China 2022-05-15T04:47:57+03:00
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FAST starts in-depth pulsar research

FAST starts in-depth pulsar research

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science, China, space, research, PRC, Radio telescope, Telescope, Observatories, FAST
China's Five-hundred-meter Aperture Spherical Radio Telescope (FAST) under maintenance in southwest China's Guizhou Province. Photo by Xinhua.
China's Five-hundred-meter Aperture Spherical Radio Telescope (FAST) under maintenance in southwest China's Guizhou Province. Photo by Xinhua.

Chinese scientists have found the first evidence of three-dimensional (3D) spin-velocity alignment in a pulsar with the help of the world's largest radio telescope, informed The Xinhua News Agency.

Based on observations of China's Five-hundred-meter Aperture Spherical radio Telescope (FAST), a research team led by the National Astronomical Observatories (NAOC) under the Chinese Academy of Sciences studied the supernova remnant (SNR) S147.

The discovery, published in the latest issue of the journal Nature Astronomy, sheds light on unraveling the mystery involving the origin of pulsar spins and marks the beginning of in-depth pulsar research using FAST.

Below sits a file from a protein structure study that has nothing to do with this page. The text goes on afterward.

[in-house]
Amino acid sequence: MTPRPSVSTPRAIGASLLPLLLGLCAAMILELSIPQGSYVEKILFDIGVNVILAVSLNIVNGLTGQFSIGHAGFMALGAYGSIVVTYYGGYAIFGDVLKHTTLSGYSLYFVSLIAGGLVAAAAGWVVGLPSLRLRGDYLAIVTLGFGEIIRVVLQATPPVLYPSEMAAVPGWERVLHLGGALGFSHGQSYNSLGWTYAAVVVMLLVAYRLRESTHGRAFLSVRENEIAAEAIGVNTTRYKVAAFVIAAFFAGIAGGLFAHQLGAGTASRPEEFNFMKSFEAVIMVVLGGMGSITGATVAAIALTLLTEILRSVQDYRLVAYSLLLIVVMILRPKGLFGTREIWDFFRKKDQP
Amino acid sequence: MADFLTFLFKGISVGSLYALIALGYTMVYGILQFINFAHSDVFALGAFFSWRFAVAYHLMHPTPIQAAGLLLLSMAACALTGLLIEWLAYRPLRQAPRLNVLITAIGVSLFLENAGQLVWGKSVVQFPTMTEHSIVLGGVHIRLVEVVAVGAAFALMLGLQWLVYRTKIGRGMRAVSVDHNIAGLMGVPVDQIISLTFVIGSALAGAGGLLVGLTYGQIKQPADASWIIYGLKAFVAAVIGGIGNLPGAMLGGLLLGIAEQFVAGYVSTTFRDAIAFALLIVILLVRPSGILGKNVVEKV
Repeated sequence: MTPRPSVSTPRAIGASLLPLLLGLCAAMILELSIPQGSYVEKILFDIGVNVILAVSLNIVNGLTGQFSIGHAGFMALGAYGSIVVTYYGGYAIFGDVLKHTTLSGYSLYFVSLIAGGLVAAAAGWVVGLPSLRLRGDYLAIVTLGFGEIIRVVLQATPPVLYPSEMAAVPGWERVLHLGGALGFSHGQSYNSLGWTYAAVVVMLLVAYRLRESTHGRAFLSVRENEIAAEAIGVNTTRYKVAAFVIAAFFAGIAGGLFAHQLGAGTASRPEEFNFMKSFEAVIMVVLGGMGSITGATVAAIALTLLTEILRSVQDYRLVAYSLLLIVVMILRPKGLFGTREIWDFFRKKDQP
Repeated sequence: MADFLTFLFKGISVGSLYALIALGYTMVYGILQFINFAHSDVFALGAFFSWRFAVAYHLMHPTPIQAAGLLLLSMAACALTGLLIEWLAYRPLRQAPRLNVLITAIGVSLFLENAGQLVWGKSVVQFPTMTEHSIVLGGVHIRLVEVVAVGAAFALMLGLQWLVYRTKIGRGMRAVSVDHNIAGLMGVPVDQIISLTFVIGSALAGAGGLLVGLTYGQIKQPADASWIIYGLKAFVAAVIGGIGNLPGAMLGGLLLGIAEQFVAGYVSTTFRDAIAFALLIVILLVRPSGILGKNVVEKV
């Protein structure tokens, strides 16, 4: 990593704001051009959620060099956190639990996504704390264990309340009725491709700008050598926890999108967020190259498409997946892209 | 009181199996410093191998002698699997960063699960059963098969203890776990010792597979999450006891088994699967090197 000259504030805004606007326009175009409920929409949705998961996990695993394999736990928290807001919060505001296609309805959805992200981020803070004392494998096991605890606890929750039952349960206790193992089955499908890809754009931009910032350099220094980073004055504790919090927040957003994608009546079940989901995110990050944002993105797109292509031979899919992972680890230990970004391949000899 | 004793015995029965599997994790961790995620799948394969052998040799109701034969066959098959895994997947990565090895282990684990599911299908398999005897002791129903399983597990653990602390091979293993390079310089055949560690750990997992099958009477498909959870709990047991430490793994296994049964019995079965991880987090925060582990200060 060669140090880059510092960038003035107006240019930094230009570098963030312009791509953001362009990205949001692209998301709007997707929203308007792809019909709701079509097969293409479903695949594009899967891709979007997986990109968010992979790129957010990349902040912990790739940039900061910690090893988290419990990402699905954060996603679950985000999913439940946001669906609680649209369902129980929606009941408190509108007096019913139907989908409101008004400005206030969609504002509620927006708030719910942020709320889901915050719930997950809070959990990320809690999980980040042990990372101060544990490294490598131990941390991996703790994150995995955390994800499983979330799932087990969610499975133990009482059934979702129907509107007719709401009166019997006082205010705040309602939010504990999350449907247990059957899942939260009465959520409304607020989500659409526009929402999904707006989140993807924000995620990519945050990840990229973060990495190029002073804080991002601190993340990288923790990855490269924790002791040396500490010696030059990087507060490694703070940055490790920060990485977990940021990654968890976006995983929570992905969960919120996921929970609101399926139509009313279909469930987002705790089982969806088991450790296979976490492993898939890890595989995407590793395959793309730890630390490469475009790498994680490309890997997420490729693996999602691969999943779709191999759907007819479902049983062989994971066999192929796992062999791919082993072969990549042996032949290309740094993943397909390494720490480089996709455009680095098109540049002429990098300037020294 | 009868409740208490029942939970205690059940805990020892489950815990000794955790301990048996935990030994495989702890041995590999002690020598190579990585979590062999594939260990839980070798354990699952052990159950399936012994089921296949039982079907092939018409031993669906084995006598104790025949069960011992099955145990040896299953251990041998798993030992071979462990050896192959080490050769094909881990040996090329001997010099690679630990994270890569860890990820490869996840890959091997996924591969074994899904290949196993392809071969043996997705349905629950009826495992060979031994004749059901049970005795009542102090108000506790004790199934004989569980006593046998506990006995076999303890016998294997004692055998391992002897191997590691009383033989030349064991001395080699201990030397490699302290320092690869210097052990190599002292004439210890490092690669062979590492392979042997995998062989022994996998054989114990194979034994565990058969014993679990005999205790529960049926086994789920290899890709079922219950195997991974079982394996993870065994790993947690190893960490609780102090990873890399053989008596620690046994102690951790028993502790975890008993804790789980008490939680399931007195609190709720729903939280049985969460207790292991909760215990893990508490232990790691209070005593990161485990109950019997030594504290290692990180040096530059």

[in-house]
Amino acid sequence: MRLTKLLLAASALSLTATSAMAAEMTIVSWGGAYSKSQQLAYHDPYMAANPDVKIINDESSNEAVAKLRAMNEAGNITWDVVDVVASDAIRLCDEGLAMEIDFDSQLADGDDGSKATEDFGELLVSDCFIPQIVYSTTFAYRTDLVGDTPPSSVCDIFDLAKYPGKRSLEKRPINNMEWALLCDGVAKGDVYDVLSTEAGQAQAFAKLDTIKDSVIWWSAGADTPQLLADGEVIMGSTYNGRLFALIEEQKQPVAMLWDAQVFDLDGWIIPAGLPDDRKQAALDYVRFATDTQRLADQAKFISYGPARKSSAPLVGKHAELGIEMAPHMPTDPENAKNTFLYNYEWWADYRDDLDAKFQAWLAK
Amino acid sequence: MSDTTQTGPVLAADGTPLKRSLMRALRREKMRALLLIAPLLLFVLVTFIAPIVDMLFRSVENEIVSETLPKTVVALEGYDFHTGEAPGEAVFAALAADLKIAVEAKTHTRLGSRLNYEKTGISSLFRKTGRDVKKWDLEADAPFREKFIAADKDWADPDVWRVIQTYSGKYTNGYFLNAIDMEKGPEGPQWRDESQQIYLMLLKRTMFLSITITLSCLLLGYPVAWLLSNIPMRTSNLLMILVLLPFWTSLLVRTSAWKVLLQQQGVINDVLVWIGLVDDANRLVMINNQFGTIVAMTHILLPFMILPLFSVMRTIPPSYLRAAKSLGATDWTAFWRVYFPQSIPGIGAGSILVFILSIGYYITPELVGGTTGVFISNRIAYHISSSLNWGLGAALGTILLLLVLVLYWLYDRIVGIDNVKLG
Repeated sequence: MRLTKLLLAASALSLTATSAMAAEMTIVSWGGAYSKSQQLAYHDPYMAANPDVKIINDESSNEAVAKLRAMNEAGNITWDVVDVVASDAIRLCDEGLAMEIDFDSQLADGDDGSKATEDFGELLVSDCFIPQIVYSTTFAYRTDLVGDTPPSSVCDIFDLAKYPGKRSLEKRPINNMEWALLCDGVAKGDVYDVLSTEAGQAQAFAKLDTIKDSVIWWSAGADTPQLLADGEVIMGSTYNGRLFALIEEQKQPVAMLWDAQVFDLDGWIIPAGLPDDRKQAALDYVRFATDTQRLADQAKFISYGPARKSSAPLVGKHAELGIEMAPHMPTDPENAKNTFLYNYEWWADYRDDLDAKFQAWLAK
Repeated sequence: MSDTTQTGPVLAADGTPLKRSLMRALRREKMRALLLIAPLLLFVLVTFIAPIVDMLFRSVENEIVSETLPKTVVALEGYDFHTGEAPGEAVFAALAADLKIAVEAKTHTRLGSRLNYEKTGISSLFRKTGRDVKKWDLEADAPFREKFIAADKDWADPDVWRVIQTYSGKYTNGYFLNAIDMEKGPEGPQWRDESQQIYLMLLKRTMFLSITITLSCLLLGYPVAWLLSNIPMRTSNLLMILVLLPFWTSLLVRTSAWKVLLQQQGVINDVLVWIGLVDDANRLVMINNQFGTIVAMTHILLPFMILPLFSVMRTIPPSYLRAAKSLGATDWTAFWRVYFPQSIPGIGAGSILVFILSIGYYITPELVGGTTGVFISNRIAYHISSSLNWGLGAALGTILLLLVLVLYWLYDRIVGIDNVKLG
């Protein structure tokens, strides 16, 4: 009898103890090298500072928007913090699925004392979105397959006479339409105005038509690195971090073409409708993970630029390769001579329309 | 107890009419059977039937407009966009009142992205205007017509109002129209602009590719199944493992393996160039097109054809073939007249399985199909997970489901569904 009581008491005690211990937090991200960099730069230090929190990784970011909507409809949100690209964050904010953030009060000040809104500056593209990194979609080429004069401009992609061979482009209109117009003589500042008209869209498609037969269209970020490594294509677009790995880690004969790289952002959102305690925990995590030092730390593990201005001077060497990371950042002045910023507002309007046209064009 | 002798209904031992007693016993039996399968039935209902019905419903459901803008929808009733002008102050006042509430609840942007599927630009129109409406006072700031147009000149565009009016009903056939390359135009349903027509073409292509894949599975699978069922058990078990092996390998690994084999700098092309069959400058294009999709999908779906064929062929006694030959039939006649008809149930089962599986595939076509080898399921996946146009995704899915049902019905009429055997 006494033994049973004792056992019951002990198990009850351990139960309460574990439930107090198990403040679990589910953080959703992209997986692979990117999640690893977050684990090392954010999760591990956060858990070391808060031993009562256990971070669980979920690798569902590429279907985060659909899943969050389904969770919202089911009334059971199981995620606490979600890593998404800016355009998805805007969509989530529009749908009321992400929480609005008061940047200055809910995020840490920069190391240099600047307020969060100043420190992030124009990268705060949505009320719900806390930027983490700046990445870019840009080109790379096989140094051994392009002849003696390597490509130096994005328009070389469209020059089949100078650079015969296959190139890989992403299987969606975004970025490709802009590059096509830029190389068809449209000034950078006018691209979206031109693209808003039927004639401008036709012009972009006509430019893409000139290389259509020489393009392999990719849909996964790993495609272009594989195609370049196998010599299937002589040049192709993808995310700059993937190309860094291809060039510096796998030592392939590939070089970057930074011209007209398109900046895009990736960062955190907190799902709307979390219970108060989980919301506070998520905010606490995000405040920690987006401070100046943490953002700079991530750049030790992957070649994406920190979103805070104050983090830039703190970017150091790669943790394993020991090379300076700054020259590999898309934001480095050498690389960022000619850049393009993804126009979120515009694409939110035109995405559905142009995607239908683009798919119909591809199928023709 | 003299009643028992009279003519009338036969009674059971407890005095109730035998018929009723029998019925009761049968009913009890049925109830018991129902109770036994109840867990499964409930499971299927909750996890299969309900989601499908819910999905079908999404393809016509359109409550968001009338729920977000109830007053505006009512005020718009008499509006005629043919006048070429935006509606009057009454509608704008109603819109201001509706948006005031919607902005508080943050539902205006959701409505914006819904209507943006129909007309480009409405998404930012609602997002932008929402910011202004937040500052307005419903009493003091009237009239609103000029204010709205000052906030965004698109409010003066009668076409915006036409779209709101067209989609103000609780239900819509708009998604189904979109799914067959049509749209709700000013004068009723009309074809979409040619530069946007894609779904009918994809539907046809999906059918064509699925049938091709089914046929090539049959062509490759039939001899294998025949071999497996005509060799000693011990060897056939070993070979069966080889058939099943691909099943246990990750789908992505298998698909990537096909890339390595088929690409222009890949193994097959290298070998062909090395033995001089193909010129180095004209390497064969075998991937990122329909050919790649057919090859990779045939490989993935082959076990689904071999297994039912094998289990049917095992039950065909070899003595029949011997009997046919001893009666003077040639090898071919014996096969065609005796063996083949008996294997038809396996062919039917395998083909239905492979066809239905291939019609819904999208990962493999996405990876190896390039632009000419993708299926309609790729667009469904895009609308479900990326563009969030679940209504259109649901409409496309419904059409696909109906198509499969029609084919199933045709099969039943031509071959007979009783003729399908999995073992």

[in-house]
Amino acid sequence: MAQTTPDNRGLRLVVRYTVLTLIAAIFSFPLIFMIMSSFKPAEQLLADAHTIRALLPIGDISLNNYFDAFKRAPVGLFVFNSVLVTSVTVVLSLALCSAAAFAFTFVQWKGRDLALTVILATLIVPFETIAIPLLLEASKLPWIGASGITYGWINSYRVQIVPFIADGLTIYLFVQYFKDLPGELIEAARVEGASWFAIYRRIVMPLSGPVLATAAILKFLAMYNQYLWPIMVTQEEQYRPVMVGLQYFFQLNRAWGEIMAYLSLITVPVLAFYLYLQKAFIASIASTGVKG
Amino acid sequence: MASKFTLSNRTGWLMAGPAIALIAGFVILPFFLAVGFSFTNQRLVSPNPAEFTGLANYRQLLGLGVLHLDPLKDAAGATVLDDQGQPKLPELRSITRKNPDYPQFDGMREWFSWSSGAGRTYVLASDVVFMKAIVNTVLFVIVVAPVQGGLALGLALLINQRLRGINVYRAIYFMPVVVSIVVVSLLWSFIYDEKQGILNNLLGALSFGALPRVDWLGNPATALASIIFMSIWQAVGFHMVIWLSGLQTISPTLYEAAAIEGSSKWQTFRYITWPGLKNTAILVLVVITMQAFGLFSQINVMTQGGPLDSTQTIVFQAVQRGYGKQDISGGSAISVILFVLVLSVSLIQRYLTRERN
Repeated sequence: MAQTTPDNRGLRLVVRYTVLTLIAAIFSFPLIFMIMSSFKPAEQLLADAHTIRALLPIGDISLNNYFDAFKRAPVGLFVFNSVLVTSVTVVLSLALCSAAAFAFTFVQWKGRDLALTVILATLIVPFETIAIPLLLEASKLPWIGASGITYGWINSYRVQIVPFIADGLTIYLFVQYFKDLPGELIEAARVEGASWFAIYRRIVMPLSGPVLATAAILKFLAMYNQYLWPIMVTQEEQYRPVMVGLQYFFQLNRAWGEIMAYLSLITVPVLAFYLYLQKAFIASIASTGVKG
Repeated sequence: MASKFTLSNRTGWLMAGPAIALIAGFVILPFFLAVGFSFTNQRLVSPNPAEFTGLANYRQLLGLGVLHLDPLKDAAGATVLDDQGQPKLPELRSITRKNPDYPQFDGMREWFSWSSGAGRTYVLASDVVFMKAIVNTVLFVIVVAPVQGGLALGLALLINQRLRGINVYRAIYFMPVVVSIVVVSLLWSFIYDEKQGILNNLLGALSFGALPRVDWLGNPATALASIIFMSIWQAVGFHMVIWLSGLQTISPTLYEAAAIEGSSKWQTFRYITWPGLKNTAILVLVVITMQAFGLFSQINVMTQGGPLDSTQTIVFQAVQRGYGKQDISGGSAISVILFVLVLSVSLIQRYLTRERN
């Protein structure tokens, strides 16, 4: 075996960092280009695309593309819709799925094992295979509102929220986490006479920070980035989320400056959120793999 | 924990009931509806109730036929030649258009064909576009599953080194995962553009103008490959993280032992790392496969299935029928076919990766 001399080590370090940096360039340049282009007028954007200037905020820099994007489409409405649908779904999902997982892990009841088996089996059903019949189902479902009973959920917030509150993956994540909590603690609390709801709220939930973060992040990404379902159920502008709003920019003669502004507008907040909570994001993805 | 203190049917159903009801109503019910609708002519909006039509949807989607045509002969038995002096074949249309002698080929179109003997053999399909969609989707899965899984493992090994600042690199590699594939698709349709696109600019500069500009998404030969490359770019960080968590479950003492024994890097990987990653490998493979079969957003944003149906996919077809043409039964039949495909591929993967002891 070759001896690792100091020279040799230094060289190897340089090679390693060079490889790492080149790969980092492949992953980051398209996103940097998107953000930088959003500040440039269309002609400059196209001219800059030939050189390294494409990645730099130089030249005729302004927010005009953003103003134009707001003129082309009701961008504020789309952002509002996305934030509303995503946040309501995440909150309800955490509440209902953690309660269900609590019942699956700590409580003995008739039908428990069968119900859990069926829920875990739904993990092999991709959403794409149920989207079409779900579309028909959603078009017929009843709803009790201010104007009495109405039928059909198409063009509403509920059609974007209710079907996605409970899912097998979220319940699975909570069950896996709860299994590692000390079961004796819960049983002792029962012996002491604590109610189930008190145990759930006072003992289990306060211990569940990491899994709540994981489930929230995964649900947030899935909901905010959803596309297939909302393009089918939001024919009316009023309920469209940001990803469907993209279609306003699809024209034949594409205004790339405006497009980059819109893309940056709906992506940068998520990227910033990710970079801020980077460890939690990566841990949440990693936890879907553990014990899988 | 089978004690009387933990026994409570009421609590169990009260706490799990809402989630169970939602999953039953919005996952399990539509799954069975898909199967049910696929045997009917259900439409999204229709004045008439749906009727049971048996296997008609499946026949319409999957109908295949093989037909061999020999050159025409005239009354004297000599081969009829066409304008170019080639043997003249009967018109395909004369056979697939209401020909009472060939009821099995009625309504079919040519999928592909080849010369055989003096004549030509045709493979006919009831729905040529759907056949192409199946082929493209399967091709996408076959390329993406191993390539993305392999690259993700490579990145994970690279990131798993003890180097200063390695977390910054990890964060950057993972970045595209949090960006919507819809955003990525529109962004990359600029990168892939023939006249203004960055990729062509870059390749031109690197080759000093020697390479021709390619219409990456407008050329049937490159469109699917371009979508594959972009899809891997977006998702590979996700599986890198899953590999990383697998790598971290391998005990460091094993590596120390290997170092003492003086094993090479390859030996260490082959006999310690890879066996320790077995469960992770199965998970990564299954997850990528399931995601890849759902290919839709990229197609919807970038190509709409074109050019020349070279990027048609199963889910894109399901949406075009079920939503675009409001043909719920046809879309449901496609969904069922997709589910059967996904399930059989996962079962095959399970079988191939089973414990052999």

"Pulsars, or fast-spinning neutron stars, originate from the imploded cores of massive dying stars through supernova explosion", – said Yao Jumei, a team member.

For decades, scientists have found observational evidence for spin-velocity alignment in young pulsars. The relationship between pulsars' spin axis and spatial velocity vectors, however, has largely been restricted to a 2D sky plane perpendicular to the line of sight, due to the hardship in constraining radial velocity.

Schematic of the 3D spin axis and velocity vector of PSR J0538+2817 on the surface of a unit sphere. Image provided by the National Astronomical Observatories.

Focusing on PSR J0538+2817 in the SNR S147 and through the scintillation technique, the researchers obtained its radial location with respect to the SNR boundary and its radial velocity for the first time.

"We got the 3D velocity by combining the transverse velocity measured before", – said Yao.

The polarization analysis made it possible to determine the direction of the 3D spin axis. The best-fit angle between these two vectors was found to be about 10 degrees, which is the first such measurement in 3D.




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